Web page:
Today is Mother's Day. I hope you'll be recognizing that in some form or other. Mother's are certainly special people, for they are assigned essential duties in the world as they help bring forth and shape lives. Given this occasion, I have gathered a list of mother-approved movies. Though these flicks are not necessarily about mothers or the joys of parenthood, they are three of my mother's favorite movies and after all, she knows best.
Little Women (1949, G)
This is the third film adaptation of Louisa May Alcott's classic novel. In New England, during the Civil War, we meet the four, modest March sisters. While they don't have much, they aspire to great things. The central focus is on the second-oldest sister, Josephine or "Jo" considering she's a bit of a tomboy. Throughout growing up, she is friends with the neighbor boy, Laurie, who happens to come from a family of high society and wealth. Eventually Laurie grows to love Jo and offers the thought of marriage. But with Jo's three other sisters in the picture, their father off in battle and her dreams of becoming a writer, she's uncertain of which direction she wants or needs her future to take.
Each bringing a different characteristic to the story, the little women (June Allyson, Janet Leigh, Elizabeth Taylor, and Margaret O'Brien) explore themes of life, love, and family values in glorious Technicolor. You can watch it Wednesday at 8 p.m. on TCM.
Sense and Sensibility (1995, PG)
We move on from one classic piece of literature to another. Adapted from the work of Jane Austin, Sense and Sensibility is set in the Gregorian Era of Great Britain. Though this was Austin's first published work, it contains the same subjects that she would further write about and become known for: Proper young ladies setting out to find companionship and discovering love, romance, ethics and heartbreak.
The respected work is harmonized with upright talent, displaying performances by Kate Winslet, Hugh Grant, and Alan Rickman. Like its source material, the film is also remarkably written with thought-provoking dialogue. In fact, Emma Thompson, who plays the lead, penned the script and earned the Academy Award for Best Adapted Screenplay. This makes her the only actor to win an Oscar for both acting and writing. She had previously won as an actress for Howard's End (another of my mother's favorites). It's also worth mentioning that Sense and Sensibility marked the Hollywood directorial debut for Ang Lee, which may come as a surprise, considering Lee's work with the popular Crouching Tiger, Hidden Dragon and more recently Life of Pi. Great expectations await on Netflix.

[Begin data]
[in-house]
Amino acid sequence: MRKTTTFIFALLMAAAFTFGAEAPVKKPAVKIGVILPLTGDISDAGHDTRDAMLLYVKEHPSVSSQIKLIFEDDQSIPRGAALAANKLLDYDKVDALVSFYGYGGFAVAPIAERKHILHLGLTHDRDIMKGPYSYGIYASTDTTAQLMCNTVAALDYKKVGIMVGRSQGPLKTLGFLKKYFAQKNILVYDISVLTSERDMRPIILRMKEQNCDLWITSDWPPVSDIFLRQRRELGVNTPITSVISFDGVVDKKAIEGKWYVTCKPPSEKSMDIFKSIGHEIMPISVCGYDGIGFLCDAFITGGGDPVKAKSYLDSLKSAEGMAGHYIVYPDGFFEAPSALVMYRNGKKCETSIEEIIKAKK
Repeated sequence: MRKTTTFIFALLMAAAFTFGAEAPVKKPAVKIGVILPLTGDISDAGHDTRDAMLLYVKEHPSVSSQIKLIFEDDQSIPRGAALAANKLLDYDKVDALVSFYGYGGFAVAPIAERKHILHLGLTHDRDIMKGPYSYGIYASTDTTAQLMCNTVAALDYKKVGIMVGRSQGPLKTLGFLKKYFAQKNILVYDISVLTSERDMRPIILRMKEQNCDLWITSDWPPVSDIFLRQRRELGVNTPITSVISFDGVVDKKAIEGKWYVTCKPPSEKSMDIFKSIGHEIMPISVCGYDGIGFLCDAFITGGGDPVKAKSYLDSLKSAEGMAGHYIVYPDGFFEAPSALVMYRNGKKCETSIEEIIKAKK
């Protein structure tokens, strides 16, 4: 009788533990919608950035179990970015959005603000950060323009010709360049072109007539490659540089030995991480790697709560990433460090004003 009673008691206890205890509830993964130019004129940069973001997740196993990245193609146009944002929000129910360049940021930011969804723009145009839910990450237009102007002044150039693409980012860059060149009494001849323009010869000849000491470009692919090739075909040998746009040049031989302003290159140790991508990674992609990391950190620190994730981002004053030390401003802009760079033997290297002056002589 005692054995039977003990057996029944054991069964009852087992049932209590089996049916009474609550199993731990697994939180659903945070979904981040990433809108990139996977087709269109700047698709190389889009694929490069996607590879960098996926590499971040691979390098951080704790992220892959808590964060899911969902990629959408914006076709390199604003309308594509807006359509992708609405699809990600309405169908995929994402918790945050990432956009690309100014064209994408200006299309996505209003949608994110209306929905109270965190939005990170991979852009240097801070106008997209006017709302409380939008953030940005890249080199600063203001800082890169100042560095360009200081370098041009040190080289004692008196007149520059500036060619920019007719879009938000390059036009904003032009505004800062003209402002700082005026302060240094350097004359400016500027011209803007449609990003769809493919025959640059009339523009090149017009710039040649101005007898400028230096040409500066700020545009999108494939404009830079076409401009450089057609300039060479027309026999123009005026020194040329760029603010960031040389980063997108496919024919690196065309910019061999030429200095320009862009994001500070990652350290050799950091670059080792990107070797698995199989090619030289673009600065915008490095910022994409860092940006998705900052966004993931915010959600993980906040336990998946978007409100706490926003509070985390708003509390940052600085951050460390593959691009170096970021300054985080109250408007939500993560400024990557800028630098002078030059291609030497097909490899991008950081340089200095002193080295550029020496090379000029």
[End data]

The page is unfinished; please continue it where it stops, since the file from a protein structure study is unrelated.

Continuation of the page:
The Big Chill (1983, R)
No, this one doesn't find its core from a literary classic, but rather from the writer who brought us Star Wars and Raiders of the Lost Ark, which may come as a surprise as well. Lawrence Kasdan wrote this generation-defining movie about a group of baby-boomers who reunite after a college friend's funeral. They spend the duration of the movie in a South Carolina vacation house, reminiscing about their past, discussing their issues with adulthood, and playing hit records from their school days.
The cast and the soundtrack are what have to be highlighted here. The Big Chill is responsible for starting the big careers of Kevin Kline, William Hurt, Tom Berenger, Jeff Goldblum, Glenn Close and Jo Beth Williams. Yes, it is quite an ensemble of actors. Their acting is underscored by music from big-name musicians like The Temptations, Marvin Gaye, Aretha Franklin, and Three Dog Night. Let The Big Chill warm you on Netflix.
(Reece Kelly, a native of East Liverpool, studied Film at Regent University. He can be reached at ReecesReviews@gmail.com)